By spanning the social sciences and the Americas in his research, Professor of Sociology Edward Telles is increasing our understanding of how race and inequality interact.
Telles focuses his research on comparative studies of race across Latin America. Through Princeton’s Project on Ethnicity and Race in Latin America, which Telles leads and which is funded in part by the Ford Foundation, he surveys topics such as racial attitudes, inequality and health in Brazil, Colombia, Mexico and Peru.
Among his more striking findings, Telles has noted that skin color is a better indicator than ethno-racial identity in understanding income and educational inequality in Colombia, Ecuador, Peru and Mexico. In those countries, survey data based on ethno-racial identity suggested that blacks and people of mixed-race may no longer suffer discrimination. However, interviewers also recorded respondents’ skin color, and Telles found a strong correlation between skin color and income, occupation and education levels, with those with darker skin faring worse on measures of equality than those with lighter skin.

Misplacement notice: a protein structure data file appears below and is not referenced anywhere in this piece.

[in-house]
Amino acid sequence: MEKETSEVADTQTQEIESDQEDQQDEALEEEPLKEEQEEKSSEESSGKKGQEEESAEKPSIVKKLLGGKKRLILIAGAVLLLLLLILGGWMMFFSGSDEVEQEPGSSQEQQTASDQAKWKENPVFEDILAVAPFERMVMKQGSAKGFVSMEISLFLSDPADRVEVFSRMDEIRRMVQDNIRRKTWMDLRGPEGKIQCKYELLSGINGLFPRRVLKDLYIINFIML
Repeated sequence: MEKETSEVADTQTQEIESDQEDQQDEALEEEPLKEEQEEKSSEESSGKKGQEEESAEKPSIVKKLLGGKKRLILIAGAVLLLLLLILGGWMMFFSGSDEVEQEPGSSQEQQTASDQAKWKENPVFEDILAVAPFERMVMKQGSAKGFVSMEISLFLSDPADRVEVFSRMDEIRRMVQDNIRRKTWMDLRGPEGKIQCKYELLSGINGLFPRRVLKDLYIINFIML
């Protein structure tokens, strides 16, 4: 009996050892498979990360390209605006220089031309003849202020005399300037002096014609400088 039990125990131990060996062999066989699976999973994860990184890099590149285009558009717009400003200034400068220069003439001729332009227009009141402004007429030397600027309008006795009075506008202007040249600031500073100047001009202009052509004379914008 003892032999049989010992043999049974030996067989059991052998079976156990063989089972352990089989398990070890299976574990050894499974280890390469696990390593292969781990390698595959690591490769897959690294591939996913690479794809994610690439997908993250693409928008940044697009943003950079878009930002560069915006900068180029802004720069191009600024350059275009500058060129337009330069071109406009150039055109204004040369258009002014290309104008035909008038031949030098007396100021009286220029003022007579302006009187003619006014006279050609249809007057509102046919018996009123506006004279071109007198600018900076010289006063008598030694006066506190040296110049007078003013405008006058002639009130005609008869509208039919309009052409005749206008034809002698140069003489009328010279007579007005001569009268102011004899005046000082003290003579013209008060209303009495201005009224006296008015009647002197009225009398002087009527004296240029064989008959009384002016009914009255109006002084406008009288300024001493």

“It’s not just a matter of what people call themselves, because these things are so fluid anyway. The more objective indicator is color,” Telles said. “They’re both aspects of race, but they work in different ways.”